Tuesday, March 11, 2014

Secularised sneering gnosticism

Much of the appeal of Marxism is that it allows one to sneer at entire categories of people--petty bourgeois, lumpenproletariat, bourgeoisie, etc. In particular, by defining capital as the product and operation of exploitation, business folk are both sneered at and what they do is de-legitimised.

So, since capital is the product of exploitation, the more capital there is in a society, the more exploitation. But the more capital there is per worker, the scarcer labour is compared to capital and so the higher wages are and the more prosperous the workers. So, the more prosperous the workers are, the more they are "exploited". At which point, we have reached the insight of Inigo Montoya--you keep using that word, I do not think it means what you think it means.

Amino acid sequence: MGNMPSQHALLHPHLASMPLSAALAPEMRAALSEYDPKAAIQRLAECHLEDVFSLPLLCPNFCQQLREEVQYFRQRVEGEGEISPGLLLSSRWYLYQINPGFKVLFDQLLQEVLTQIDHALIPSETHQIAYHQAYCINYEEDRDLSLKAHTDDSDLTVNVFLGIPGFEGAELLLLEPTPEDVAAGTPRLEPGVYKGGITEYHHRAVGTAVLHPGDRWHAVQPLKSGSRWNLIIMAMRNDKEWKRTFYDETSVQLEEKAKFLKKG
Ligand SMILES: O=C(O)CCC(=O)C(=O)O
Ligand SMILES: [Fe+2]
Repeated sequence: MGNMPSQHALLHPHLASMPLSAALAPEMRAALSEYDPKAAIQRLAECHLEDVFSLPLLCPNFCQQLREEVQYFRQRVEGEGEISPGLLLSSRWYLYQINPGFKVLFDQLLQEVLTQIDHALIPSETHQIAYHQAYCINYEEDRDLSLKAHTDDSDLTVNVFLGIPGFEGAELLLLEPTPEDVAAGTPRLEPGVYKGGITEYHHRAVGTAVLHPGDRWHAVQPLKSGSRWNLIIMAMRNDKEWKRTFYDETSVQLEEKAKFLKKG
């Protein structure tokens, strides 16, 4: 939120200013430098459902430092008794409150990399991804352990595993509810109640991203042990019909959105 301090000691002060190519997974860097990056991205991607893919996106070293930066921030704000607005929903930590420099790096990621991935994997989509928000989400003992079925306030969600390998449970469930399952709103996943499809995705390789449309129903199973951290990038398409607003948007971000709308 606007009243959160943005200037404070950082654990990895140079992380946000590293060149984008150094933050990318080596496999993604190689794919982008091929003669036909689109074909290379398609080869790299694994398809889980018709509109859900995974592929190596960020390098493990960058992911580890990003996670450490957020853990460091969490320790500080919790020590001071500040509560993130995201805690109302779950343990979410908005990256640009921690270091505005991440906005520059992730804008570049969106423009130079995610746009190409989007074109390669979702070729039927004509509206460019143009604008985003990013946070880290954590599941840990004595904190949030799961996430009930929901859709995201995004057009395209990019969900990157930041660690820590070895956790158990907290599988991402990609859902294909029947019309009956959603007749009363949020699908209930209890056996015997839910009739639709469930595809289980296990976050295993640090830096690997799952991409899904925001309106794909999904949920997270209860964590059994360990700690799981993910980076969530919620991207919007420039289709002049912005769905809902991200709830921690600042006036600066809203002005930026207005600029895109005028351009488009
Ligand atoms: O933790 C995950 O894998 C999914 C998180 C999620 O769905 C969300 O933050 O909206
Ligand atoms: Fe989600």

But the point is the sneering, not understanding. And the appeal to clerics, intellectuals and academics of sneering at merchants and business folk as morally vulgar goes back to Plato, Aristotle and Kong Qiu (aka Confucius). Indeed, to the original Akademia. Something that has retained its appeal for at least 2,500 years is not likely to go way any time soon.

Much of the rest of the appeal of Marxism is to having a sense of understanding of the hidden workings of society, what lies behind the surface world of phenomena to the "true" driving forces of human action underneath. A secularised gnosticism, in effect.

Thus is Marxism secularised sneering gnosticism.


  1. Is there meant to be a question or exclamation mark at the end of the last sentence?